Pride promotes health in NYC under the pressure of budget cuts

Pride promotes health in NYC under the pressure of budget cuts
LGBTQ

Activists organize an annual Health Fair as major New York City healthcare cutbacks drastically threaten healthcare services offered to the LGBTQ+ community. With inadequate funding and assistance from the government, LGBTQ+ legacy activist groups are working to advance resources, awareness, education, and access to health services. The Health Fair is a product “of the dire need for community health during the height of the COVID-19 pandemic.”

Community health comes to the forefront when it is centered at such a reflective point in the year: Pride.
For these LGBTQ+ New Yorkers, Pride is about knowledge sharing, looking beyond celebration and into the intergenerational health of the vast LGBTQ community.

Kendall Martinez-Wright, who tabled at the event, agrees. Martinez-Wright is the government relations and policy associate at Treatment Action Group (TAG).

TAG's table at the health fair
Lana Leonard TAG’s table at the health fair

“Healthcare and Pride is one area where it is important for all individuals to not only know their [HIV] status, but also maintain a healthy community,” Martinez-Wright told LGBTQ Nation.

This is why the Health Fair has continued every year since 2021.

“Whether it’s COVID-19, HIV, tuberculosis,” said Martinez-Wright. “With Pride, we have to make sure that we let people know, [and] to make sure your health is top priority.”

TAG grew out of the AIDS crisis, originally starting out as a working group in ACT UP NY. For three years, ACT UP NY and TAG have convened health organizations like Callen-Lorde, Physicians for a National Health Program New York, NYU Langone Health, and others to share community resources and roll out COVID-19 and MPOX vaccines, sex education, personal protective equipment (PPE) like medical masks, HIV services, and harm reduction services like xylazine (known as tranq) and fentanyl drug testing strips.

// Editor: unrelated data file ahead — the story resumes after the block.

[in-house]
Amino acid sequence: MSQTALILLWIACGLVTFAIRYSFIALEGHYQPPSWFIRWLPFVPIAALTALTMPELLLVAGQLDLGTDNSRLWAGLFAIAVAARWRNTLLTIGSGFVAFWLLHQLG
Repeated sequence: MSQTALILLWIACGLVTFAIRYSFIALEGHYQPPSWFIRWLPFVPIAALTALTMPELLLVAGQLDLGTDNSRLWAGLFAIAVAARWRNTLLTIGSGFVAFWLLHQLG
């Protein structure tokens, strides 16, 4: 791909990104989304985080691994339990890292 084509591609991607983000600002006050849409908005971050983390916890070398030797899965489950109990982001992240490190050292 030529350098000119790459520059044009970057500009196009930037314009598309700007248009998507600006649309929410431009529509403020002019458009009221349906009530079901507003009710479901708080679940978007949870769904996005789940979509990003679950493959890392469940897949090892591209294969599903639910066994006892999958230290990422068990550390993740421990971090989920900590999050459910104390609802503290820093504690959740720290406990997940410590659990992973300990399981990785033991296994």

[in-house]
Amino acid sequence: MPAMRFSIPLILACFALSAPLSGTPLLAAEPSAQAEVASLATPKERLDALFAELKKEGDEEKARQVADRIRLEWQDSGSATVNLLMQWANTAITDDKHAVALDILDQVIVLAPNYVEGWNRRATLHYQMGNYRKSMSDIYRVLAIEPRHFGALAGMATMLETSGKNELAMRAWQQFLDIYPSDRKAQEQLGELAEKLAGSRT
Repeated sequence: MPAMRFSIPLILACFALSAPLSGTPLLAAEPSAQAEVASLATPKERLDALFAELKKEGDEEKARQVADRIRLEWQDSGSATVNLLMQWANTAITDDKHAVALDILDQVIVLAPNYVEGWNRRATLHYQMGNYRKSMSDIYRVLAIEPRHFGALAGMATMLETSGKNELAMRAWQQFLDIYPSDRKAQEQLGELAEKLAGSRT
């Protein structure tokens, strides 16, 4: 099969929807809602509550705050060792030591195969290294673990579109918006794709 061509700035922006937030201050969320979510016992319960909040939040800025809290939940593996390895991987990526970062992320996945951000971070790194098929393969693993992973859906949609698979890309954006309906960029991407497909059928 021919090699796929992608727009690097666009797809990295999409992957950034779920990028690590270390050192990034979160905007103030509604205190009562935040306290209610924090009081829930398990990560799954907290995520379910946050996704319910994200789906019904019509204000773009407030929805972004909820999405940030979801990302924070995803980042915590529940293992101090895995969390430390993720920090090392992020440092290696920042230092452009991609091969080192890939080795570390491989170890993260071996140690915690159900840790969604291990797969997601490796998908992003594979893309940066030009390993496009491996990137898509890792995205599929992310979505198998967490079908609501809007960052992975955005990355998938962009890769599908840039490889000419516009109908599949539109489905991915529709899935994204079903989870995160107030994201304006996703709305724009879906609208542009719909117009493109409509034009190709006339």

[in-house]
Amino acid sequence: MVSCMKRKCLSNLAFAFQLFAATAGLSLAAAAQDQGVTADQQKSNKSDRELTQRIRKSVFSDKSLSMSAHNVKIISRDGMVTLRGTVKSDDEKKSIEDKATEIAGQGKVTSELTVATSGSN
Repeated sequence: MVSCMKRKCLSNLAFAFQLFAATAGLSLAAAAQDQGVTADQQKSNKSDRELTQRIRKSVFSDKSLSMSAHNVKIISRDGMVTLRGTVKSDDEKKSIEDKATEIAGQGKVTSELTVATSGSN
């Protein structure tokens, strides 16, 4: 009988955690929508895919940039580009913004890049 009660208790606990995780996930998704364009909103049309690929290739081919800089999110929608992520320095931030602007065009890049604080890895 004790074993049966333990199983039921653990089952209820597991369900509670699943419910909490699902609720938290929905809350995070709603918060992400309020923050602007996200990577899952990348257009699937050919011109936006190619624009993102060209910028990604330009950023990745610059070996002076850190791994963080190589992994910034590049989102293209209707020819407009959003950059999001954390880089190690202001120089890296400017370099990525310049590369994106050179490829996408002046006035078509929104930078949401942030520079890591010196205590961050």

Fentanyl test strips being handed out at the health fair
Lana Leonard Fentanyl test strips being handed out at the health fair

With a nod to their roots, ACT UP and TAG were intentional about the Health Fair’s location. They organized it outside Judson Memorial Church on Thompson Street. The church was one of the first places in the mid-1980s that allowed people with AIDS, their families, and activists to gather to honor those who passed away from AIDS.

In fact, TAG originated in the AIDS activist organization, ACT UP NY. In January 1992, members of the Treatment and Data Committee of ACT UP left ACT UP to create a nonprofit organization focused on accelerating treatment research. Martinez-Wright came to TAG as a legislative strategist, but in her past career in Missouri, she focused on public health and fighting for human rights.

“I was gravitated towards the advocacy area of making awareness of the historic or disenfranchisement of specific communities not only within the LGBTQ community as a whole, but with other communities, such as persons of color, Black and brown individuals, women, children in regards to an HIV, tuberculosis, and hepatitis,” Martinez-Wright continued.

The health expert wants to make awareness of diseases and illnesses a priority in our society so that they can be eradicated. That’s why she is partnering with ACT UP NY.

New York City has been particularly hit by health care cuts, some of which have come undone.